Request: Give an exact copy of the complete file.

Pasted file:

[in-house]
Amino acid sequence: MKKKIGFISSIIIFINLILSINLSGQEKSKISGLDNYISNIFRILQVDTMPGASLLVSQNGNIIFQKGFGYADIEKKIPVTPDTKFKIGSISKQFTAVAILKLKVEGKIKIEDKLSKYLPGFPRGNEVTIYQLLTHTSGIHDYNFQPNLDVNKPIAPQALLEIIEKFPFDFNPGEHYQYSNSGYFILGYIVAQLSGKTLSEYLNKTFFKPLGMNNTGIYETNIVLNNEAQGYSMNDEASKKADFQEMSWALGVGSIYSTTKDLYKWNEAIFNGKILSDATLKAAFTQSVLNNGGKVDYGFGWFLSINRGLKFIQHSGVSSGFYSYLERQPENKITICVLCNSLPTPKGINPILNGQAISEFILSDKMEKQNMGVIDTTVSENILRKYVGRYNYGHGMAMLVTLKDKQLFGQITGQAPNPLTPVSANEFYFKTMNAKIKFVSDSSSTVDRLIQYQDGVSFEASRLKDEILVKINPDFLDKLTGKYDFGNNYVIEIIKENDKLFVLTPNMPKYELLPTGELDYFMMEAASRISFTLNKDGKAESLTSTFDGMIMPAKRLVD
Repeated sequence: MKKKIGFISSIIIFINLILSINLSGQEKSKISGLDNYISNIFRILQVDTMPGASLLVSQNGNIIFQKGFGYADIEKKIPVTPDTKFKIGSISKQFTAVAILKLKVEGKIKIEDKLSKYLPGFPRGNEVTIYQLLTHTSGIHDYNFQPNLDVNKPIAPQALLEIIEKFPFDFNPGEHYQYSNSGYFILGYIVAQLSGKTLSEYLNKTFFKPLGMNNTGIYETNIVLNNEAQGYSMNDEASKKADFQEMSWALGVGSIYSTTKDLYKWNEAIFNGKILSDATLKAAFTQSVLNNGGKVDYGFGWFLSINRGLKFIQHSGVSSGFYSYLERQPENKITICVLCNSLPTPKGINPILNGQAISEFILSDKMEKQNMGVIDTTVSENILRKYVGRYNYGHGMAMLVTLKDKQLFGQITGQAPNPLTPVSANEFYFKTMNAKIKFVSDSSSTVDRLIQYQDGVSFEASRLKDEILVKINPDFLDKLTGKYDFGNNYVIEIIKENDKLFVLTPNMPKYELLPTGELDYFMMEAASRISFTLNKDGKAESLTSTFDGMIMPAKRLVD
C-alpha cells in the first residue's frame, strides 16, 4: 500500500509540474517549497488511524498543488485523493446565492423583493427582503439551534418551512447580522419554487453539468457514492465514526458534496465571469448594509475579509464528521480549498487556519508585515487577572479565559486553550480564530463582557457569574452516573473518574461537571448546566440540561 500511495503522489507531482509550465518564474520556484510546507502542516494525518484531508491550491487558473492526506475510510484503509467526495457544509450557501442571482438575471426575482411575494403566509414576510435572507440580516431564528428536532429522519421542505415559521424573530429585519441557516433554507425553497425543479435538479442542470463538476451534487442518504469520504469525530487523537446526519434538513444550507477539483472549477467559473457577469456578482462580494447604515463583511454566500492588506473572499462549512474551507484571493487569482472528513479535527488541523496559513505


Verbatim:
[in-house]
Amino acid sequence: MKKKIGFISSIIIFINLILSINLSGQEKSKISGLDNYISNIFRILQVDTMPGASLLVSQNGNIIFQKGFGYADIEKKIPVTPDTKFKIGSISKQFTAVAILKLKVEGKIKIEDKLSKYLPGFPRGNEVTIYQLLTHTSGIHDYNFQPNLDVNKPIAPQALLEIIEKFPFDFNPGEHYQYSNSGYFILGYIVAQLSGKTLSEYLNKTFFKPLGMNNTGIYETNIVLNNEAQGYSMNDEASKKADFQEMSWALGVGSIYSTTKDLYKWNEAIFNGKILSDATLKAAFTQSVLNNGGKVDYGFGWFLSINRGLKFIQHSGVSSGFYSYLERQPENKITICVLCNSLPTPKGINPILNGQAISEFILSDKMEKQNMGVIDTTVSENILRKYVGRYNYGHGMAMLVTLKDKQLFGQITGQAPNPLTPVSANEFYFKTMNAKIKFVSDSSSTVDRLIQYQDGVSFEASRLKDEILVKINPDFLDKLTGKYDFGNNYVIEIIKENDKLFVLTPNMPKYELLPTGELDYFMMEAASRISFTLNKDGKAESLTSTFDGMIMPAKRLVD
Repeated sequence: MKKKIGFISSIIIFINLILSINLSGQEKSKISGLDNYISNIFRILQVDTMPGASLLVSQNGNIIFQKGFGYADIEKKIPVTPDTKFKIGSISKQFTAVAILKLKVEGKIKIEDKLSKYLPGFPRGNEVTIYQLLTHTSGIHDYNFQPNLDVNKPIAPQALLEIIEKFPFDFNPGEHYQYSNSGYFILGYIVAQLSGKTLSEYLNKTFFKPLGMNNTGIYETNIVLNNEAQGYSMNDEASKKADFQEMSWALGVGSIYSTTKDLYKWNEAIFNGKILSDATLKAAFTQSVLNNGGKVDYGFGWFLSINRGLKFIQHSGVSSGFYSYLERQPENKITICVLCNSLPTPKGINPILNGQAISEFILSDKMEKQNMGVIDTTVSENILRKYVGRYNYGHGMAMLVTLKDKQLFGQITGQAPNPLTPVSANEFYFKTMNAKIKFVSDSSSTVDRLIQYQDGVSFEASRLKDEILVKINPDFLDKLTGKYDFGNNYVIEIIKENDKLFVLTPNMPKYELLPTGELDYFMMEAASRISFTLNKDGKAESLTSTFDGMIMPAKRLVD
C-alpha cells in the first residue's frame, strides 16, 4: 500500500509540474517549497488511524498543488485523493446565492423583493427582503439551534418551512447580522419554487453539468457514492465514526458534496465571469448594509475579509464528521480549498487556519508585515487577572479565559486553550480564530463582557457569574452516573473518574461537571448546566440540561 500511495503522489507531482509550465518564474520556484510546507502542516494525518484531508491550491487558473492526506475510510484503509467526495457544509450557501442571482438575471426575482411575494403566509414576510435572507440580516431564528428536532429522519421542505415559521424573530429585519441557516433554507425553497425543479435538479442542470463538476451534487442518504469520504469525530487523537446526519434538513444550507477539483472549477467559473457577469456578482462580494447604515463583511454566500492588506473572499462549512474551507484571493487569482472528513479535527488541523496559513505